Prime Divergence

December 12, 2012

Did you know that:

\sum_{n=prime}^{ \infty}=\frac{1}{2}+\frac{1}{3}+\frac{1}{5}+...+\frac{1}{prime_n}+...

is equal infinity? Now, some of you might be thinking, “Oh, I already knew that.” Well, then this post is not for you, move along. Others, though, might think, “hold on, isn’t adding anything up to infinity equals infinity?” Nope because the sum (1/2)+(1/4)+(1/8)+ etc for example is equal to 1. And in fact, all geometric sum (in case you don’t know, it goes like n+n^2+n^3+… etc)¬†with a number less than one converge into a number that is not infinite.

Some others who has learned stuff from second semester calculus class might think “Really? It looks real slow.” Well, it is really slow, but as you shall see, it nevertheless does diverge, and demonstrating this will be the topic of this post.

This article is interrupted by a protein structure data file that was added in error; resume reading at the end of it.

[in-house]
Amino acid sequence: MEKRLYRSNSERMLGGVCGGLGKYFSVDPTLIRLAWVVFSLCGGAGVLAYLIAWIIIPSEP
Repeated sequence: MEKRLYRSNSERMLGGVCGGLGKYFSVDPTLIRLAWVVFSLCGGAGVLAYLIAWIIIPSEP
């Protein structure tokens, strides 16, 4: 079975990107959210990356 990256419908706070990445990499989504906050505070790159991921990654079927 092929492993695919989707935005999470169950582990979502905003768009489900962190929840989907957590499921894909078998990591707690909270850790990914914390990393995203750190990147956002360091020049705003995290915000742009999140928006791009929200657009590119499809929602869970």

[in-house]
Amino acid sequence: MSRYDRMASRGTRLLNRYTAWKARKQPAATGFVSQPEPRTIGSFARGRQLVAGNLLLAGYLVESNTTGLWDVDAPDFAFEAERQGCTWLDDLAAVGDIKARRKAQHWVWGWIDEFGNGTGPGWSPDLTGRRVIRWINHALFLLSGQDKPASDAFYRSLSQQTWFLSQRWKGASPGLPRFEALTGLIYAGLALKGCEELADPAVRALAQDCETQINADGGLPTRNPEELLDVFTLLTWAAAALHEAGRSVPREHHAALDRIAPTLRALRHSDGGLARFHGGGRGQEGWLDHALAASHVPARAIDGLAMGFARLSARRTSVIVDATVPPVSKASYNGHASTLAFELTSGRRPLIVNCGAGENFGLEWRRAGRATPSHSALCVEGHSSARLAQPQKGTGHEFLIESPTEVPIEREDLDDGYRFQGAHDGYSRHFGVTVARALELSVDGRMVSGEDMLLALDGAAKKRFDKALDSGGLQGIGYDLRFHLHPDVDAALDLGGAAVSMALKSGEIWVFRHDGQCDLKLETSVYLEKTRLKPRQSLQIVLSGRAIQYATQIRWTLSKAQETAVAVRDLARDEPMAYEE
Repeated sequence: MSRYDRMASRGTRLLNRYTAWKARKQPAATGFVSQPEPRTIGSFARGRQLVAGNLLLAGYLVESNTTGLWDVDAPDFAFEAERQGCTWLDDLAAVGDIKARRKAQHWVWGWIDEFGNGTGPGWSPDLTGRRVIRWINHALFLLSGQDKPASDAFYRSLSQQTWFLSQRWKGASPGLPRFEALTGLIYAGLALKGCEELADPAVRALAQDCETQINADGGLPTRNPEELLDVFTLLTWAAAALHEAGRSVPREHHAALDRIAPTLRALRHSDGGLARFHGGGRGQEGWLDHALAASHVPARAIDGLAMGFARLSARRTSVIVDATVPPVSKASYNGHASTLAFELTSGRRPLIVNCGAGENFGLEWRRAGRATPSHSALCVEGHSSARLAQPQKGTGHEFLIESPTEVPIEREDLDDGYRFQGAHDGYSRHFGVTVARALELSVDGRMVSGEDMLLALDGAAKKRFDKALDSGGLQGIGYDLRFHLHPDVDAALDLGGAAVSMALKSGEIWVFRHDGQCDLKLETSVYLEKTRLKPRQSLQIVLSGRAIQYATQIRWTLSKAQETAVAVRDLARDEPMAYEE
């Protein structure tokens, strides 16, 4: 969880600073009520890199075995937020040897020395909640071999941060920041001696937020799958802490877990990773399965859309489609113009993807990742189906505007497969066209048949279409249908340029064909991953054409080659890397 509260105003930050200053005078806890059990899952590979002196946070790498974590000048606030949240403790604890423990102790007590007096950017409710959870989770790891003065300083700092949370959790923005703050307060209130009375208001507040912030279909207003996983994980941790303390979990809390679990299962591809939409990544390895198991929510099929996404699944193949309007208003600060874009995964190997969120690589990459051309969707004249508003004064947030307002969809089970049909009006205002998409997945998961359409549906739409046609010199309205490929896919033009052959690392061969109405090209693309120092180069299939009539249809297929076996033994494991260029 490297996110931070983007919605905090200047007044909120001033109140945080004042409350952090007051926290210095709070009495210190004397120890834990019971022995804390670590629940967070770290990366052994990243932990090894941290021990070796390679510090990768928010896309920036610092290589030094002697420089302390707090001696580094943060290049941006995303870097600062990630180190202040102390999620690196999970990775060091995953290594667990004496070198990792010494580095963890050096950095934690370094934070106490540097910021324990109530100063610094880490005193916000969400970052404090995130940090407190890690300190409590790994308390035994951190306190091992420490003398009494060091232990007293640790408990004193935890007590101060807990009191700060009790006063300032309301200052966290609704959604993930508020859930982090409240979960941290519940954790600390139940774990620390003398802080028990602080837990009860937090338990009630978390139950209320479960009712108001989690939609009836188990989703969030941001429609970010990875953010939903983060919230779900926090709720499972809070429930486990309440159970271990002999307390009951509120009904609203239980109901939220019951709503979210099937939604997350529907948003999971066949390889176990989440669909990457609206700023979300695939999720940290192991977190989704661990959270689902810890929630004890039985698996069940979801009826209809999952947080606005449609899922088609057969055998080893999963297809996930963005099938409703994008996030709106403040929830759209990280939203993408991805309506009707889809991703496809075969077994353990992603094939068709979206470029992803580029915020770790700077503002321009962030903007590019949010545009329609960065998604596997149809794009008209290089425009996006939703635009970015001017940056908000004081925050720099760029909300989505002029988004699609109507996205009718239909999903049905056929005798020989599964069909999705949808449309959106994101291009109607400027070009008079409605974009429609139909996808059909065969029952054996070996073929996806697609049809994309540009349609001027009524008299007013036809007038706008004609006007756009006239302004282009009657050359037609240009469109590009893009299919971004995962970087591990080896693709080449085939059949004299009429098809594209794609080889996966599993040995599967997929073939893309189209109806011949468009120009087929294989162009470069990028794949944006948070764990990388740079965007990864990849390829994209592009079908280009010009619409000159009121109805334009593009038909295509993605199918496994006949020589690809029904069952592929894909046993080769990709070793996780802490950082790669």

This post is based on a section in the book “An Imaginary Tale” by Paul Nahin. The book talks about this, and I thought the mathematics was super neat, and so I decided to put it here.

The post is in three parts:

a)I will show a proof originally done by Nicole Oresme (1320-1382) on the divergence of the harmonic series, which is 1+(1/2)+(1/3)+…

b)Then I will change the Riemann zeta function, which is f(x)=1+(1/2^x)+(1/3^x)… into a product of primes, which was done by Leonard Euler (1707-1783).

c)And finally I will use the above results to prove that the sum of all 1/prime does diverge, which was proved by Euler. Read the rest of this entry »

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